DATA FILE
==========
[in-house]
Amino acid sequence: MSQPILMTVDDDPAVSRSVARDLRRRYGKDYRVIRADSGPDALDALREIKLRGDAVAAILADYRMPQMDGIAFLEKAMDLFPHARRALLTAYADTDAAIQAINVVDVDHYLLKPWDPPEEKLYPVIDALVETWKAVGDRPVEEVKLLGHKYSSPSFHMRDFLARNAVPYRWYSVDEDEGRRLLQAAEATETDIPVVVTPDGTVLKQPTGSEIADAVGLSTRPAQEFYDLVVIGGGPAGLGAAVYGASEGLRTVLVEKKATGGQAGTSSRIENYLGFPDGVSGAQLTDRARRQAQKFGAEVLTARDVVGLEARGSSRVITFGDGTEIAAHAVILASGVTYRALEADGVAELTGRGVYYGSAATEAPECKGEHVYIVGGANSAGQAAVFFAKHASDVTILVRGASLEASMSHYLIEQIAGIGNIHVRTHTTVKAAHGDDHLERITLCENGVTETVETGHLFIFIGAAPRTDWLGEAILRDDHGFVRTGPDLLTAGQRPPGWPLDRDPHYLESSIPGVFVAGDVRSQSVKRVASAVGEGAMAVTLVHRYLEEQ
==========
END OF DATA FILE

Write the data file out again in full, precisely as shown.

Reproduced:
[in-house]
Amino acid sequence: MSQPILMTVDDDPAVSRSVARDLRRRYGKDYRVIRADSGPDALDALREIKLRGDAVAAILADYRMPQMDGIAFLEKAMDLFPHARRALLTAYADTDAAIQAINVVDVDHYLLKPWDPPEEKLYPVIDALVETWKAVGDRPVEEVKLLGHKYSSPSFHMRDFLARNAVPYRWYSVDEDEGRRLLQAAEATETDIPVVVTPDGTVLKQPTGSEIADAVGLSTRPAQEFYDLVVIGGGPAGLGAAVYGASEGLRTVLVEKKATGGQAGTSSRIENYLGFPDGVSGAQLTDRARRQAQKFGAEVLTARDVVGLEARGSSRVITFGDGTEIAAHAVILASGVTYRALEADGVAELTGRGVYYGSAATEAPECKGEHVYIVGGANSAGQAAVFFAKHASDVTILVRGASLEASMSHYLIEQIAGIGNIHVRTHTTVKAAHGDDHLERITLCENGVTETVETGHLFIFIGAAPRTDWLGEAILRDDHGFVRTGPDLLTAGQRPPGWPLDRDPHYLESSIPGVFVAGDVRSQSVKRVASAVGEGAMAVTLVHRYLEEQ